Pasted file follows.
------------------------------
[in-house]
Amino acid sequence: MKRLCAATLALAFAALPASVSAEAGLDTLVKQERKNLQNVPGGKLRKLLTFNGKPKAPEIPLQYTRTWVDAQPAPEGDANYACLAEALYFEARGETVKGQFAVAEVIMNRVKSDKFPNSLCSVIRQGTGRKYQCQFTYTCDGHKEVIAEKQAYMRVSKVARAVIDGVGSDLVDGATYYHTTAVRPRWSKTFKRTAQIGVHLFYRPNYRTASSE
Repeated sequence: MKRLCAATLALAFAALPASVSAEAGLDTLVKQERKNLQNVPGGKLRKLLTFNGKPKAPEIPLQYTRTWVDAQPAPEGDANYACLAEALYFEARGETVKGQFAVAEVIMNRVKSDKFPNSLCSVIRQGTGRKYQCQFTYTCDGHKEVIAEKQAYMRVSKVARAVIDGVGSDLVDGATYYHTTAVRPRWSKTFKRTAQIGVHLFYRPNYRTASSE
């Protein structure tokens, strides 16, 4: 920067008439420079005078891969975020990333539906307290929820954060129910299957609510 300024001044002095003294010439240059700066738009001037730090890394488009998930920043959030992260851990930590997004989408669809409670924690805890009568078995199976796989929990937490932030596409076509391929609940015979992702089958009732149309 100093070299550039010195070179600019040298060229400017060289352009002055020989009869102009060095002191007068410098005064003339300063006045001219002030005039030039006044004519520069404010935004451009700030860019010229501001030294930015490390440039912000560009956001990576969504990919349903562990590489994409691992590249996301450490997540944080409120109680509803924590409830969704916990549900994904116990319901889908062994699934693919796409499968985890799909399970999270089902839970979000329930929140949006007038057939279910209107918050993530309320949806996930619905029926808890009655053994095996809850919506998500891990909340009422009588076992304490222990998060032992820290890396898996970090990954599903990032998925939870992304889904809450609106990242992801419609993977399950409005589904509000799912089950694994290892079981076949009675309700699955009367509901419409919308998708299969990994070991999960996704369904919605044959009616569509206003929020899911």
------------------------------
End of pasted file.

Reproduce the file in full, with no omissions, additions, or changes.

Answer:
[in-house]
Amino acid sequence: MKRLCAATLALAFAALPASVSAEAGLDTLVKQERKNLQNVPGGKLRKLLTFNGKPKAPEIPLQYTRTWVDAQPAPEGDANYACLAEALYFEARGETVKGQFAVAEVIMNRVKSDKFPNSLCSVIRQGTGRKYQCQFTYTCDGHKEVIAEKQAYMRVSKVARAVIDGVGSDLVDGATYYHTTAVRPRWSKTFKRTAQIGVHLFYRPNYRTASSE
Repeated sequence: MKRLCAATLALAFAALPASVSAEAGLDTLVKQERKNLQNVPGGKLRKLLTFNGKPKAPEIPLQYTRTWVDAQPAPEGDANYACLAEALYFEARGETVKGQFAVAEVIMNRVKSDKFPNSLCSVIRQGTGRKYQCQFTYTCDGHKEVIAEKQAYMRVSKVARAVIDGVGSDLVDGATYYHTTAVRPRWSKTFKRTAQIGVHLFYRPNYRTASSE
């Protein structure tokens, strides 16, 4: 920067008439420079005078891969975020990333539906307290929820954060129910299957609510 300024001044002095003294010439240059700066738009001037730090890394488009998930920043959030992260851990930590997004989408669809409670924690805890009568078995199976796989929990937490932030596409076509391929609940015979992702089958009732149309 100093070299550039010195070179600019040298060229400017060289352009002055020989009869102009060095002191007068410098005064003339300063006045001219002030005039030039006044004519520069404010935004451009700030860019010229501001030294930015490390440039912000560009956001990576969504990919349903562990590489994409691992590249996301450490997540944080409120109680509803924590409830969704916990549900994904116990319901889908062994699934693919796409499968985890799909399970999270089902839970979000329930929140949006007038057939279910209107918050993530309320949806996930619905029926808890009655053994095996809850919506998500891990909340009422009588076992304490222990998060032992820290890396898996970090990954599903990032998925939870992304889904809450609106990242992801419609993977399950409005589904509000799912089950694994290892079981076949009675309700699955009367509901419409919308998708299969990994070991999960996704369904919605044959009616569509206003929020899911």